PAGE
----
The path indicated is correct, but the contents displayed correspond to what I have in my freshly installed OpenMandriva Lx 2014 /home.

I tried it once again, this time with my home partition in PCLinuxOS:

As you can see, the path indicates that you are in home_PCLOS (the tag of my /home in PCLOS), but the contents you see are exactly the same that Homerun displayed for the home partition in Mageia...that is, the contents of /home in OpenMandriva Lx 2014.   This happened in both laptops and the desktop.

I then switched the interface to KDE launch to see if it was a generalized problem with the desktop environment.

KDE launch uses Dolphin to open up the contents of your other partitions.  There was no problem whatsoever accessing my files with Dolphin from the KDE launch interface.

The ROSA SimpleWelcome interface does not show the strange behavior displayed by Homerun, either.

The Repository Problem

The other interesting problem I discovered had to do with the repositories.  After I finished my installations, the first thing I did was to update the system.  OpenMandriva Lx set the repos, so I just ran the control center and clicked on update.  There were several packages found, so I installed them.

Once I did this, I tried to install Steam and Skype.  All I got was a message telling me that a fatal error had occurred and that the mirrors were not available.  I set then some FTP mirrors manually (the main32 repo was absent) and tried to install Steam and Skype again.  The answer this time was also negative, but because of missing dependencies.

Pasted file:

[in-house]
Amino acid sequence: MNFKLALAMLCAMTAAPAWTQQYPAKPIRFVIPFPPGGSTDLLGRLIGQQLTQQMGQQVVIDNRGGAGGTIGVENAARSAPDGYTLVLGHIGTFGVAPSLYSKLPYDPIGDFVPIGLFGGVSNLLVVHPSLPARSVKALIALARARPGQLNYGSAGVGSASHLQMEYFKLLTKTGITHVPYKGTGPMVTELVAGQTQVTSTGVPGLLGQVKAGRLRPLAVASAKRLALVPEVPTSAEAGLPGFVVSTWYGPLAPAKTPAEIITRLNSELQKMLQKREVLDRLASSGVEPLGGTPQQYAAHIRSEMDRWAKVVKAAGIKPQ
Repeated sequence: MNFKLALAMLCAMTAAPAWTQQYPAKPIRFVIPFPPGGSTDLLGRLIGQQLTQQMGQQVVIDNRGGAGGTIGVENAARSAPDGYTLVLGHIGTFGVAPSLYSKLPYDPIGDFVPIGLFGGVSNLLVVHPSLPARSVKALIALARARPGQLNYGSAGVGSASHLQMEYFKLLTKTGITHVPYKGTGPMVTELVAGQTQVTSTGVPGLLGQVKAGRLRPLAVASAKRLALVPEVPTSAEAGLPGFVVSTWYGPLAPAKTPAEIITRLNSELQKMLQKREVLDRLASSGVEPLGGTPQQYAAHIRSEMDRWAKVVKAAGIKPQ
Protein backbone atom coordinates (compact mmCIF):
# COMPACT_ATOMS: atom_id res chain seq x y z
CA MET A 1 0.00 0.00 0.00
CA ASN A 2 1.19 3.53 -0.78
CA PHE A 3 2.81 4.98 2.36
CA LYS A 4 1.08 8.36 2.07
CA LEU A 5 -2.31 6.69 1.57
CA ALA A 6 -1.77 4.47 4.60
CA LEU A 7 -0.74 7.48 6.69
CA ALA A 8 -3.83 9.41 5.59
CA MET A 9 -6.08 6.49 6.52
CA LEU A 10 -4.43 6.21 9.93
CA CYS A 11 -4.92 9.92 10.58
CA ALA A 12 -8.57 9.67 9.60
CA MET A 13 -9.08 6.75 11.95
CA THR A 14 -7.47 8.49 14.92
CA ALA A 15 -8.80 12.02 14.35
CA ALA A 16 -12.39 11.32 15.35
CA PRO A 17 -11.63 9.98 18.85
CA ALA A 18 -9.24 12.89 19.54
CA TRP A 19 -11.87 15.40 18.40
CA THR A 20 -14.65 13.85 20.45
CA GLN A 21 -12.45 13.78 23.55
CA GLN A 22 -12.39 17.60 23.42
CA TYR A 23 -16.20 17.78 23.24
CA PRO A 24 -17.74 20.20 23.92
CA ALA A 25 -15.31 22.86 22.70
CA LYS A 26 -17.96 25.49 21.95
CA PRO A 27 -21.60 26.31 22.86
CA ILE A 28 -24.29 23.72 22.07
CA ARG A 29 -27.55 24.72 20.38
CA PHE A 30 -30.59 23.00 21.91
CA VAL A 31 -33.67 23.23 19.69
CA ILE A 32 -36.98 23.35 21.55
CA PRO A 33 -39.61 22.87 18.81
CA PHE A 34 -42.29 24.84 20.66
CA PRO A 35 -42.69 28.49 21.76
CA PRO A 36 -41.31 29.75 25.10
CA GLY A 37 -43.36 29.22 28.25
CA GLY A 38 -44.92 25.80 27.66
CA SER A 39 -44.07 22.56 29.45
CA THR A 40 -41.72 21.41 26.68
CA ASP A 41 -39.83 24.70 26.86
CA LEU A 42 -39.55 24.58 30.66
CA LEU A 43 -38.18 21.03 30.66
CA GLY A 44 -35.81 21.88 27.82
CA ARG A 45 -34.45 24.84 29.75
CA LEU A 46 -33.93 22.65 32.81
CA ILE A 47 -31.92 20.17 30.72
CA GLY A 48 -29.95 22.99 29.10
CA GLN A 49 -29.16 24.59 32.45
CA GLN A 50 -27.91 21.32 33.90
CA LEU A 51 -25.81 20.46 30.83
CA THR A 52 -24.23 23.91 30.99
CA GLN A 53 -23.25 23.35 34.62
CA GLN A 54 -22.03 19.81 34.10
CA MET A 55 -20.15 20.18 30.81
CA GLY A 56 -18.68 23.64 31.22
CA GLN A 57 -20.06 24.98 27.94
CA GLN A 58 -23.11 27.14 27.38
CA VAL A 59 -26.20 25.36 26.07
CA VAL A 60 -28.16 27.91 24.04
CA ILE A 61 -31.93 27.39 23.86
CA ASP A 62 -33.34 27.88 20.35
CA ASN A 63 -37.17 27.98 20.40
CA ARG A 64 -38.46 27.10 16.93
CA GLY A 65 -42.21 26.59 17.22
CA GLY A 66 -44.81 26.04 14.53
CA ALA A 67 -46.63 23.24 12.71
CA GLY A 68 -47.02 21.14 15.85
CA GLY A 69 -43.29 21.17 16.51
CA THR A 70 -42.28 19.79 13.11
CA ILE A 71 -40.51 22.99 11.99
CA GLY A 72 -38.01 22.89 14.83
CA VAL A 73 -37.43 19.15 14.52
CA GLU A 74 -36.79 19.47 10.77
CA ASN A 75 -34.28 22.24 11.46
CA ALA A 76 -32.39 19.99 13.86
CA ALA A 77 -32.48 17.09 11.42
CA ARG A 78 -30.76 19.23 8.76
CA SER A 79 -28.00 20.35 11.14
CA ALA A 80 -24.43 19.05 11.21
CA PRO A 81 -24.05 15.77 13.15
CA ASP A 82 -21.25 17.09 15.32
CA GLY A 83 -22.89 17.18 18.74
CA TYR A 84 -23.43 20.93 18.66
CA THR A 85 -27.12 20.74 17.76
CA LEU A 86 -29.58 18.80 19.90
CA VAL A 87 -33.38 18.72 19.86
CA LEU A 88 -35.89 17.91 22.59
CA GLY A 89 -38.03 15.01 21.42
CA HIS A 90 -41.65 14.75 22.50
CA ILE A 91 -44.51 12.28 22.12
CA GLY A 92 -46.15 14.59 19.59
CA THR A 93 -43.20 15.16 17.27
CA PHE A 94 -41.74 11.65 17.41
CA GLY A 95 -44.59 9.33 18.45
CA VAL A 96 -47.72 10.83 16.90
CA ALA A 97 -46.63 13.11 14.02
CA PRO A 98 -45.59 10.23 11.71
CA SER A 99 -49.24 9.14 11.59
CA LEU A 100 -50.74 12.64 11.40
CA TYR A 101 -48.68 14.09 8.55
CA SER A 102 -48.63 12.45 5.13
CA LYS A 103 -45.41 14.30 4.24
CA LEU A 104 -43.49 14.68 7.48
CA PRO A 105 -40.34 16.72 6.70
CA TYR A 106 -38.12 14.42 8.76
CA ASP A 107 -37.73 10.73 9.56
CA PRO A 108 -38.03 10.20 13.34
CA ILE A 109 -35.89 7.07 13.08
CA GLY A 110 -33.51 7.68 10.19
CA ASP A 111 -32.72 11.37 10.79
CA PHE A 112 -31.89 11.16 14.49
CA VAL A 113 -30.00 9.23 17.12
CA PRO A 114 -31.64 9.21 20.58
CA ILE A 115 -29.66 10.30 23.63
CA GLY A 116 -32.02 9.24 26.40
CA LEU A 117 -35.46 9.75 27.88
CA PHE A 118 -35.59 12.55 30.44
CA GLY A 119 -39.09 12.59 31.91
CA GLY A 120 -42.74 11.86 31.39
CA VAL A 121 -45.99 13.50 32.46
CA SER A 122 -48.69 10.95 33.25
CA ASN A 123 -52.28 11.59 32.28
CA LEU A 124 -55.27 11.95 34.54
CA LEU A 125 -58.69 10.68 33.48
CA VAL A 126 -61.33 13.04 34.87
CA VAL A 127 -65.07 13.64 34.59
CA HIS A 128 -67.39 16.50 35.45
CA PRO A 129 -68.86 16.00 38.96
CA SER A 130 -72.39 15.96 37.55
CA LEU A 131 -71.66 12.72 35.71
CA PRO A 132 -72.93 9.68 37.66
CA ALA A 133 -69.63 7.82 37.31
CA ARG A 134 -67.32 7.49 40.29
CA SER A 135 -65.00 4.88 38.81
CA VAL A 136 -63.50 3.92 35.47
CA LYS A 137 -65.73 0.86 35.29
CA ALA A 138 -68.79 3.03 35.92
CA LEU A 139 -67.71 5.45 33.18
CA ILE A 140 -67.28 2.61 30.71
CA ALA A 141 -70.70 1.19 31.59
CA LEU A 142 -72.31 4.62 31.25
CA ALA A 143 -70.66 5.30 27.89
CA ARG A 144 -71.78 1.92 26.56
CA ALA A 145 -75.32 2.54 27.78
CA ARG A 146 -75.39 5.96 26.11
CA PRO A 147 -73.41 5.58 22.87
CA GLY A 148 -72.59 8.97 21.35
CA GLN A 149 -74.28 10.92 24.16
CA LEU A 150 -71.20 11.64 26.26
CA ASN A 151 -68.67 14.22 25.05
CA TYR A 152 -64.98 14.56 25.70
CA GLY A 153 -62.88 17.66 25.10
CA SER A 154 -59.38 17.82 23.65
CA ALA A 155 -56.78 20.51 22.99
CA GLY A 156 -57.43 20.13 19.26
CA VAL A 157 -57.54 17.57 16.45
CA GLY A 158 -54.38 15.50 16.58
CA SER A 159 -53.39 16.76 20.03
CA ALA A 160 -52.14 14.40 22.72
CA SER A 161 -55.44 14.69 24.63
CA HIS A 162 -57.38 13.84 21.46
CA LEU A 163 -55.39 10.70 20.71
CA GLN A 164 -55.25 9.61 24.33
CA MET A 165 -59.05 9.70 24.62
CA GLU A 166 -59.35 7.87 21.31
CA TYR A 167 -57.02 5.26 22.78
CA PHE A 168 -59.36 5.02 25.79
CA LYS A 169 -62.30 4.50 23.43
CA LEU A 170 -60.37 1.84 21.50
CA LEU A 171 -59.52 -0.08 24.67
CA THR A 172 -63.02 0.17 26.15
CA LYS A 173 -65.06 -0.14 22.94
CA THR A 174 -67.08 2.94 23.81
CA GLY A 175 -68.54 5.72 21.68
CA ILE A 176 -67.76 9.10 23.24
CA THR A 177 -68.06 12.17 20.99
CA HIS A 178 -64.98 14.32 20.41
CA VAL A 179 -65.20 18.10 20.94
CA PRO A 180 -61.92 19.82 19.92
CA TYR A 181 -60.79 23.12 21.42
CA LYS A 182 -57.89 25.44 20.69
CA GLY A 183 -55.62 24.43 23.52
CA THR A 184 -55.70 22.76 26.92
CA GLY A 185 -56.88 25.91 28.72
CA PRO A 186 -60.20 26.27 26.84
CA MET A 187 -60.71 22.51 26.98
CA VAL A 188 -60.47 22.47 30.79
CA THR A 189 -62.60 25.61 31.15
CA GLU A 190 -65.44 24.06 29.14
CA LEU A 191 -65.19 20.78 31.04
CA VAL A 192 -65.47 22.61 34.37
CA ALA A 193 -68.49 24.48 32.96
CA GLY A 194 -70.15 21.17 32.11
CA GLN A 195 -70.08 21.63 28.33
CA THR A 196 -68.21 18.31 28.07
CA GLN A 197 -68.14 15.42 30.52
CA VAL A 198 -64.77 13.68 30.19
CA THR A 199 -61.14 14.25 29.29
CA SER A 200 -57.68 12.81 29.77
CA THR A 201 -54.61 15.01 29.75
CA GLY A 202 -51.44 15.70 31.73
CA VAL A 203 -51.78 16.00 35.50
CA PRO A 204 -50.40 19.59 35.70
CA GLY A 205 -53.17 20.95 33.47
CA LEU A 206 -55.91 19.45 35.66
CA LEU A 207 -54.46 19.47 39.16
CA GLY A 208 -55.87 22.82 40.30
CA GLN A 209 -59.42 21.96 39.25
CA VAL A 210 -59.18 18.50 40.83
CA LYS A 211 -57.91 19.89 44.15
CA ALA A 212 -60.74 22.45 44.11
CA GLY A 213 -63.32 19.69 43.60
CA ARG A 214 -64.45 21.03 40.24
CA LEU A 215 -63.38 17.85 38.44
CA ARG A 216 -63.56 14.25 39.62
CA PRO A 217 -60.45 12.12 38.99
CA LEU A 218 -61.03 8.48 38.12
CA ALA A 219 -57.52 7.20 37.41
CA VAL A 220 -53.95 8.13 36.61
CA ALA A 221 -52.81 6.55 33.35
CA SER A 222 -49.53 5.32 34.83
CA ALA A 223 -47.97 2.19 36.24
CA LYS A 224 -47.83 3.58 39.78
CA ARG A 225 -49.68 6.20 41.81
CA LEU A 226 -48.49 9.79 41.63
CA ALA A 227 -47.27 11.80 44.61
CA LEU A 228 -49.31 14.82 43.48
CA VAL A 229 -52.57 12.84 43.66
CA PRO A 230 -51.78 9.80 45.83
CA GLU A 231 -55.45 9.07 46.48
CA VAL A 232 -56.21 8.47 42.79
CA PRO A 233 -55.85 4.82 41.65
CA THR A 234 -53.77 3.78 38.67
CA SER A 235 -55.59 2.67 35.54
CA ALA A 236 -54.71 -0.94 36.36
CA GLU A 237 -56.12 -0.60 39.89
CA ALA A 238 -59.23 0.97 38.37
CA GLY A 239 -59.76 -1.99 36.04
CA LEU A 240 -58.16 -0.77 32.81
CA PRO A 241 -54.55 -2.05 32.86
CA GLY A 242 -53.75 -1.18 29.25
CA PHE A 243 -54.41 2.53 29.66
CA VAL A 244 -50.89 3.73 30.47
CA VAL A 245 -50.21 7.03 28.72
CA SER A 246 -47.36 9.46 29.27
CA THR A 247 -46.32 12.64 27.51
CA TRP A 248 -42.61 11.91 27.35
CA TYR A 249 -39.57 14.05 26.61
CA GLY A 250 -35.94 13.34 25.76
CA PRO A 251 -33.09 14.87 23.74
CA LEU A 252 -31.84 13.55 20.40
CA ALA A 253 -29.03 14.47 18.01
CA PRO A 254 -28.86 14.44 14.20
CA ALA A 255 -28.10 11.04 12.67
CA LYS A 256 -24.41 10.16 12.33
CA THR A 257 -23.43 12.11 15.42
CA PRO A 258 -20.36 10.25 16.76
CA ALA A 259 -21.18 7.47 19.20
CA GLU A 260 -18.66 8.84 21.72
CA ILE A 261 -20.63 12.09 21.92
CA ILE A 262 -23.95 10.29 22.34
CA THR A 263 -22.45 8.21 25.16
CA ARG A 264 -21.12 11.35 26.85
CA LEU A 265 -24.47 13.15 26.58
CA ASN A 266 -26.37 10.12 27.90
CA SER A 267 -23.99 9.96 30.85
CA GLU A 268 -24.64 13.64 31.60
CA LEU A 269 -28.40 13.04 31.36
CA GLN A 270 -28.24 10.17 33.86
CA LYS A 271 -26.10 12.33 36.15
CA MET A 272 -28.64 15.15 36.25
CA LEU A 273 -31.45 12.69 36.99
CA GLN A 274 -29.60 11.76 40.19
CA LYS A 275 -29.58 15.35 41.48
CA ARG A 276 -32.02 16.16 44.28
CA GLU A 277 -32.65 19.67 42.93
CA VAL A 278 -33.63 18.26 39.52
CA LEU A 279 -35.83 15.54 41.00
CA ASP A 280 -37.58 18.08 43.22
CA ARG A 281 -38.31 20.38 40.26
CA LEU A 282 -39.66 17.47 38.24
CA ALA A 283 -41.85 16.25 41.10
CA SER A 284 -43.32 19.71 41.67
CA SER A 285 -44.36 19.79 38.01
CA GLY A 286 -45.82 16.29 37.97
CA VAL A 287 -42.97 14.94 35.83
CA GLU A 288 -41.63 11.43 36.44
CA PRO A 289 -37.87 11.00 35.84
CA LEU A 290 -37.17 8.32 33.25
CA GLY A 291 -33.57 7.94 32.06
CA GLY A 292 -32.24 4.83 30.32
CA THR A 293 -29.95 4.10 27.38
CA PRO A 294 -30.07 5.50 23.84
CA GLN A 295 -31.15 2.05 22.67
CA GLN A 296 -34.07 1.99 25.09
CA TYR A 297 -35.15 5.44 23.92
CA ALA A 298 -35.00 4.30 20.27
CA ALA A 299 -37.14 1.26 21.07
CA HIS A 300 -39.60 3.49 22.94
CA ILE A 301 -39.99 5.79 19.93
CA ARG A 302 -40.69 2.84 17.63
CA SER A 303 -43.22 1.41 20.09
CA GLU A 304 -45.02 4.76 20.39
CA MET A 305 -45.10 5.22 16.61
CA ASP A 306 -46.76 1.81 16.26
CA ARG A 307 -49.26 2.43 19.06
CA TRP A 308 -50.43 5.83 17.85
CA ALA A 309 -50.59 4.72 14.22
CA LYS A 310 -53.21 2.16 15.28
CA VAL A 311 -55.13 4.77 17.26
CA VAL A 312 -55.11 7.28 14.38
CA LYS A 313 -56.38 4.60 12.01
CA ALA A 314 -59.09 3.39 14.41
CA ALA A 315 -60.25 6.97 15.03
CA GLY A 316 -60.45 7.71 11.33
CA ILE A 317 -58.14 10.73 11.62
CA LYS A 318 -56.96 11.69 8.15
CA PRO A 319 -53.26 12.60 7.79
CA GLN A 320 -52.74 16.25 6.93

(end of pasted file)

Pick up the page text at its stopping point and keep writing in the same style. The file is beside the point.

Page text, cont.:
The solution was to re-install the OS to all three machines.  Right after completion, without updating, I could successfully install Skype and Steam.

Other Problems: Wi-fi, Printer, Japanese IME

On my HP Pavilion laptop, OpenMandriva picked up the Wi-fi out of the box.  The story was different on my ZaReason Strata.  I had to use a cabled connection to get to the repos and downoad the appropriate package, which did the trick.

Regardless of my many attempts, I could never get my Epson Stylus TX 200 to print.  I mean OpenMandriva 2014 configures the scanner out of the box, but the printer is simply missing.  I installed the driver manually and, even so, nothing has happened.  UPDATE:  I finally made the printer respond.  It turns out that OpenMandriva Lx 2014 does not like the Stylus TX200 drivers I use in Mageia.  So, I downloaded the printer driver (epson-inkjet-printer-escpr-1.4.0-1lsb3.2.x86_64.rpm) from here and that made the printer work.